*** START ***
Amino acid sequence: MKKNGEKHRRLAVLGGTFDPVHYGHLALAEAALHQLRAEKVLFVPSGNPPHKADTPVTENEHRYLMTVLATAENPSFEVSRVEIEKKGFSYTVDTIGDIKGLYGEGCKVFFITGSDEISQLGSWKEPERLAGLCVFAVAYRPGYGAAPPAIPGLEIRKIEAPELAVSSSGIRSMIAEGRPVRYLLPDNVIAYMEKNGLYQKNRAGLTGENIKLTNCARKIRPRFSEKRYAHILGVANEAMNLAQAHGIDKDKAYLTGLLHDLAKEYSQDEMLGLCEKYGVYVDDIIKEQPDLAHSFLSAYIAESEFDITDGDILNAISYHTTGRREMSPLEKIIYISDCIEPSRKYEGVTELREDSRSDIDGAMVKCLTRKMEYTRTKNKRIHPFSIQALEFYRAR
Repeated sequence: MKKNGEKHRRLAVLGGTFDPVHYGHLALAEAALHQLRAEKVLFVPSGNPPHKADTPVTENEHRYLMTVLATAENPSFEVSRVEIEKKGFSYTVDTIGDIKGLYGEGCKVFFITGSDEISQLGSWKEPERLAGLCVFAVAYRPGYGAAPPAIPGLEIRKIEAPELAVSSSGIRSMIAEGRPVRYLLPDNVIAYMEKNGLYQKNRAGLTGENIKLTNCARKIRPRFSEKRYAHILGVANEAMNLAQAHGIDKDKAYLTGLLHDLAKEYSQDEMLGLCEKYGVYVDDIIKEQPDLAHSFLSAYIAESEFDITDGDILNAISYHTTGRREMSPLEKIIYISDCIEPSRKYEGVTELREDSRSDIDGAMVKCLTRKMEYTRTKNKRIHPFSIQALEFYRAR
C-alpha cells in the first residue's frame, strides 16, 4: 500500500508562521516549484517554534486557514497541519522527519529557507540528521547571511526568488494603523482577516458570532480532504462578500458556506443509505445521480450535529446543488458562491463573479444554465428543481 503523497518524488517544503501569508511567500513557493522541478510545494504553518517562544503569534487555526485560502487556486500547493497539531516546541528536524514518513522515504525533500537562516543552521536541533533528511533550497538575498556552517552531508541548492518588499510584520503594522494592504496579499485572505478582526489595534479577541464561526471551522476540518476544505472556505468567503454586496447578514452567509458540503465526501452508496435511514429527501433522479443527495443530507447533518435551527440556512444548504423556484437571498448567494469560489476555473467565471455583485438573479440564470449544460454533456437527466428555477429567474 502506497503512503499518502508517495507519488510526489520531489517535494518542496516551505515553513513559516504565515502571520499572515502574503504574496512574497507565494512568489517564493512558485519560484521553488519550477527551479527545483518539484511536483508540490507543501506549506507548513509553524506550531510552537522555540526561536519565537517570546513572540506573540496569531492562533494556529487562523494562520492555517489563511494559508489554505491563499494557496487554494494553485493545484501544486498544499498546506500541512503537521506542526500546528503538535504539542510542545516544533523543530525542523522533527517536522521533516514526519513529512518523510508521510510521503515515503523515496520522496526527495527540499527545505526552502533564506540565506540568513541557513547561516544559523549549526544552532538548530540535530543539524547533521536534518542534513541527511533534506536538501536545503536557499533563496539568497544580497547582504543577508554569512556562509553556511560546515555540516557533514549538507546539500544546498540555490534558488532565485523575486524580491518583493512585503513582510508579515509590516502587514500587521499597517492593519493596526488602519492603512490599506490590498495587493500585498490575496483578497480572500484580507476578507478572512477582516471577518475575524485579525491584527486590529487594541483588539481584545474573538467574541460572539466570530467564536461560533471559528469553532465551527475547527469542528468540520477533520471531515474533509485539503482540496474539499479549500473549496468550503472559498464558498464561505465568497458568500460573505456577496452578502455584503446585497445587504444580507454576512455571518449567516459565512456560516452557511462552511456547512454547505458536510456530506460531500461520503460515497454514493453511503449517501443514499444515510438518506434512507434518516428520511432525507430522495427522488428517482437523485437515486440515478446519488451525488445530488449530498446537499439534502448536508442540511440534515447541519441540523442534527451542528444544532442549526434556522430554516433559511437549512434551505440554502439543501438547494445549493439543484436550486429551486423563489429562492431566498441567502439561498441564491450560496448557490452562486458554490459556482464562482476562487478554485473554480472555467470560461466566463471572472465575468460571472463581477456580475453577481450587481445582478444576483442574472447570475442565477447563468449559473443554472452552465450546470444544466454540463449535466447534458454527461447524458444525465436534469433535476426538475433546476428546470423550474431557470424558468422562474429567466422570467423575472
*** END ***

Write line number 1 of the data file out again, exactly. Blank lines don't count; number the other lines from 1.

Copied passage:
Amino acid sequence: MKKNGEKHRRLAVLGGTFDPVHYGHLALAEAALHQLRAEKVLFVPSGNPPHKADTPVTENEHRYLMTVLATAENPSFEVSRVEIEKKGFSYTVDTIGDIKGLYGEGCKVFFITGSDEISQLGSWKEPERLAGLCVFAVAYRPGYGAAPPAIPGLEIRKIEAPELAVSSSGIRSMIAEGRPVRYLLPDNVIAYMEKNGLYQKNRAGLTGENIKLTNCARKIRPRFSEKRYAHILGVANEAMNLAQAHGIDKDKAYLTGLLHDLAKEYSQDEMLGLCEKYGVYVDDIIKEQPDLAHSFLSAYIAESEFDITDGDILNAISYHTTGRREMSPLEKIIYISDCIEPSRKYEGVTELREDSRSDIDGAMVKCLTRKMEYTRTKNKRIHPFSIQALEFYRAR